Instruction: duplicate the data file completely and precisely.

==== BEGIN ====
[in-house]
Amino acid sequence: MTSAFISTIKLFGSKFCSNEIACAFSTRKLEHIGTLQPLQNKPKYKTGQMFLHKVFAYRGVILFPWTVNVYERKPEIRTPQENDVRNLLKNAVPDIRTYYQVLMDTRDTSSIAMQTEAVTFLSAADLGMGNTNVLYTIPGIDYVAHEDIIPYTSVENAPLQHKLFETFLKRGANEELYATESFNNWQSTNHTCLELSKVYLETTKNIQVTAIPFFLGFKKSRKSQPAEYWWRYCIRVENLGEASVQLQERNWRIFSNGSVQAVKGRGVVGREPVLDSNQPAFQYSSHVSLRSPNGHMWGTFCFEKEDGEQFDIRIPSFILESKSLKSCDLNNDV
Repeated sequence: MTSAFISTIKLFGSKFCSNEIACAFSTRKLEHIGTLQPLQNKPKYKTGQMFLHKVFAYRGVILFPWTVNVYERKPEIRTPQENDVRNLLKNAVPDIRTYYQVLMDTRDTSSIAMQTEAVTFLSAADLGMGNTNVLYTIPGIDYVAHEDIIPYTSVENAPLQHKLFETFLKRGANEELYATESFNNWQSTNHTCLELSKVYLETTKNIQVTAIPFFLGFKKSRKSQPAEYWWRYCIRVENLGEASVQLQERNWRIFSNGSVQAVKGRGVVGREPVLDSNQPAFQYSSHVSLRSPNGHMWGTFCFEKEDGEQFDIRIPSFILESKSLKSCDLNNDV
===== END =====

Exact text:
[in-house]
Amino acid sequence: MTSAFISTIKLFGSKFCSNEIACAFSTRKLEHIGTLQPLQNKPKYKTGQMFLHKVFAYRGVILFPWTVNVYERKPEIRTPQENDVRNLLKNAVPDIRTYYQVLMDTRDTSSIAMQTEAVTFLSAADLGMGNTNVLYTIPGIDYVAHEDIIPYTSVENAPLQHKLFETFLKRGANEELYATESFNNWQSTNHTCLELSKVYLETTKNIQVTAIPFFLGFKKSRKSQPAEYWWRYCIRVENLGEASVQLQERNWRIFSNGSVQAVKGRGVVGREPVLDSNQPAFQYSSHVSLRSPNGHMWGTFCFEKEDGEQFDIRIPSFILESKSLKSCDLNNDV
Repeated sequence: MTSAFISTIKLFGSKFCSNEIACAFSTRKLEHIGTLQPLQNKPKYKTGQMFLHKVFAYRGVILFPWTVNVYERKPEIRTPQENDVRNLLKNAVPDIRTYYQVLMDTRDTSSIAMQTEAVTFLSAADLGMGNTNVLYTIPGIDYVAHEDIIPYTSVENAPLQHKLFETFLKRGANEELYATESFNNWQSTNHTCLELSKVYLETTKNIQVTAIPFFLGFKKSRKSQPAEYWWRYCIRVENLGEASVQLQERNWRIFSNGSVQAVKGRGVVGREPVLDSNQPAFQYSSHVSLRSPNGHMWGTFCFEKEDGEQFDIRIPSFILESKSLKSCDLNNDV